However it was current single ‘Coming Home’ that was simply sensational with a country rock feel and an extended and very special solo from Aaron which the Allman Brothers at their peak could not have bettered. But for an unnecessary snatch of ‘Come Together’ it might have been my song of the year.
They had to drop a song with time running short but ‘Shine On Me’ was an impressive closer with a sassy Faces-like groove and a chorus built for participation. Its early days and not all songs hit the mark equally but I felt the stirrings of something special.
Headliners Mason Hill have a slightly longer pedigree, and were the band that most of a packed room had come to see. I was mighty impressed by them last autumn both at Rockingham and supporting Dan Reed Network. However the young Scots have, to put it politely, been taking their time, recording a new album, funding its release and only now getting back out on the road, though the break has allowed singer Scott Taylor to start growing his hair back.
They opened with the dark, downtuned ‘No Regret’ which had a distinct Audioslave vibe, especially in its ‘Close my eyes’ chorus. While that was familiar, Scott mentioned that this was essentially an album launch and many of the songs were freshly written ,but it front of a loyal audience this hardly mattered.
‘We Pray’ and ‘Survive’ were typically uncompromising while ‘Out of Reach’ was more considered. It was a prime example of how Alter Bridge will obviously be a frequent comparison with their dark, slightly anguished yet always melodic sound, but on the likes of ‘DNA’ and the big hook of ‘Broken Son’ I was reminded of Pop Evil or Shinedown, at least the latter’s more guitar heavy earlier incarnations.
Scott was more extrovert and cheerful than I remembered before while the sheer dynamism and ferocious energy of the band was exhausting just to watch. As the set wore on it returned to more familiar territory in ‘Hold On’ and ‘Now You See Me’, while as Scott orchestrated the fists punching during ‘Against the Wall’ I found myself shaking my head.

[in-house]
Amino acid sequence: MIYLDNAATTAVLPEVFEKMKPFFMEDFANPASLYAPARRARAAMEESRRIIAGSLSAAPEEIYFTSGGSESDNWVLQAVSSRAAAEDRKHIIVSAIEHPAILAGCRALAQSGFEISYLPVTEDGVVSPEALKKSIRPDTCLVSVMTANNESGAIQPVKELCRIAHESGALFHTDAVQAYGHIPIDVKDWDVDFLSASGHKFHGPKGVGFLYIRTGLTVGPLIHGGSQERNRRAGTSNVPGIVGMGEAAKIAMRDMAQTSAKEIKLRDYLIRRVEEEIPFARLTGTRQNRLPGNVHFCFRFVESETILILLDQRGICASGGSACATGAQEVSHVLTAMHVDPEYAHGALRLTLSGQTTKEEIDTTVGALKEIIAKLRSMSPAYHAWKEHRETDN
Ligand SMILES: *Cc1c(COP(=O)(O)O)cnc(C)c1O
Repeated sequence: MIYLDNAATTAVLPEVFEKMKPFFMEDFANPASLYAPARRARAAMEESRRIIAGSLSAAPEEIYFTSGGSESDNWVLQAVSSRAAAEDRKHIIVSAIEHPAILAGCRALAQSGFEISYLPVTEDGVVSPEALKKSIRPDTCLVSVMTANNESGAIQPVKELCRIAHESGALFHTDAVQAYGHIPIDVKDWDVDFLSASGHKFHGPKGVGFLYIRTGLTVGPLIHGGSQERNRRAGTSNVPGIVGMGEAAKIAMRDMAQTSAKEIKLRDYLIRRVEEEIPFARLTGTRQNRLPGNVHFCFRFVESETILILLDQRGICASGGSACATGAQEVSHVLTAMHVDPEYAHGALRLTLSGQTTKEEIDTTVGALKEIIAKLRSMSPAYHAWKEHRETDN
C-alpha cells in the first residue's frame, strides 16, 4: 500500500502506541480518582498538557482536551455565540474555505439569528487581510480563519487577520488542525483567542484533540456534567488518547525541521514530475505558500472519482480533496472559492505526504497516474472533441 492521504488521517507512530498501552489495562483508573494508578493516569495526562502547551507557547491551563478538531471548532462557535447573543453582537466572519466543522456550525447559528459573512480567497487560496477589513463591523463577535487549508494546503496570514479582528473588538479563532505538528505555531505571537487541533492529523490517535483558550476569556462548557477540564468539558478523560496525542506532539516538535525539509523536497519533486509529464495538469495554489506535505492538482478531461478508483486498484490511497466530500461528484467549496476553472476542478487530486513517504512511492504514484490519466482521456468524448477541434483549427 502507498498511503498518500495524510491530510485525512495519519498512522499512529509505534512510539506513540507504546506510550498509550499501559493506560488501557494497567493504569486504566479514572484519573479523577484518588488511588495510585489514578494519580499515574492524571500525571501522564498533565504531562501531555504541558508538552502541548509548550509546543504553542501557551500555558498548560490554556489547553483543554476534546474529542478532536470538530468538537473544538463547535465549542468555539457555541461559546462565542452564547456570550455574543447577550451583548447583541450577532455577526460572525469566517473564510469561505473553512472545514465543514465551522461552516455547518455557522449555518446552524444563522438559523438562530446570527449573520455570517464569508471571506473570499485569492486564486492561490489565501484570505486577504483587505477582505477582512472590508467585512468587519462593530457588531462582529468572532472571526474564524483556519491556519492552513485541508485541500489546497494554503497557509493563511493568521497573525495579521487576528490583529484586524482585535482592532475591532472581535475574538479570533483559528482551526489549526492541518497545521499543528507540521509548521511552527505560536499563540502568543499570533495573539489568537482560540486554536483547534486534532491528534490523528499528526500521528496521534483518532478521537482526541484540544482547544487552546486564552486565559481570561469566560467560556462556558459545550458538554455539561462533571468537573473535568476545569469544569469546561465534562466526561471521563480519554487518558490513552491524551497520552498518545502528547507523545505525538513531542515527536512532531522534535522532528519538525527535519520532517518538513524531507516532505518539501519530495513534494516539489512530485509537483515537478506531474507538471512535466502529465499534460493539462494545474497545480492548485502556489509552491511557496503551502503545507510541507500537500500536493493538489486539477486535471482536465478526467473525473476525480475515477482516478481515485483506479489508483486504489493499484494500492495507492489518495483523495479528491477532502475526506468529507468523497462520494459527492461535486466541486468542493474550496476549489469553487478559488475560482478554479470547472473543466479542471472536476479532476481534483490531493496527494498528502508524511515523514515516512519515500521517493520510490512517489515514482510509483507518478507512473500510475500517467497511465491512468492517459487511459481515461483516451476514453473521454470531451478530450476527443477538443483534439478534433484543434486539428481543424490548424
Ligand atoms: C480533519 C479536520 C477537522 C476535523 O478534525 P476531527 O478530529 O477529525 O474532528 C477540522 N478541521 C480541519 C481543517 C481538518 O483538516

They finished an hour long set with a song they will struggle to top however long their career- the moody, brooding but stirring ‘Where I Belong’, stretching to seven minutes and with guitarist James Bird, a rather more studied figure than his exuberant bandmates, stepping centre stage for a superb long solo with an almost Dave Gilmour-like feel.
One of the other pleasures of supporting the scene is to share that passion with people who have become ‘London gig buddies’. One friend, drawing an analogy with the likes of Guns n Roses’ famous shows at the Marquee, claimed this was a show of which thousands of people will subsequently claim that they were here this night.
While I have seen too many bright hopes fail to make it big, with the album now in the can I hope this special act will make the big breakthrough they deserve in 2020 and be the latest members of the New Wave of Classic Rock to make a significant commercial mark.
Review and photos by Andy Nathan
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Pete Feenstra celebrated his 300th show in October 2019. Pete heads up a five-hour blues rock marathon when “Tuesday is Bluesday” from 19:00 GMT. Listen out also for his interview-based Feature show on Sundays (20:00 GMT)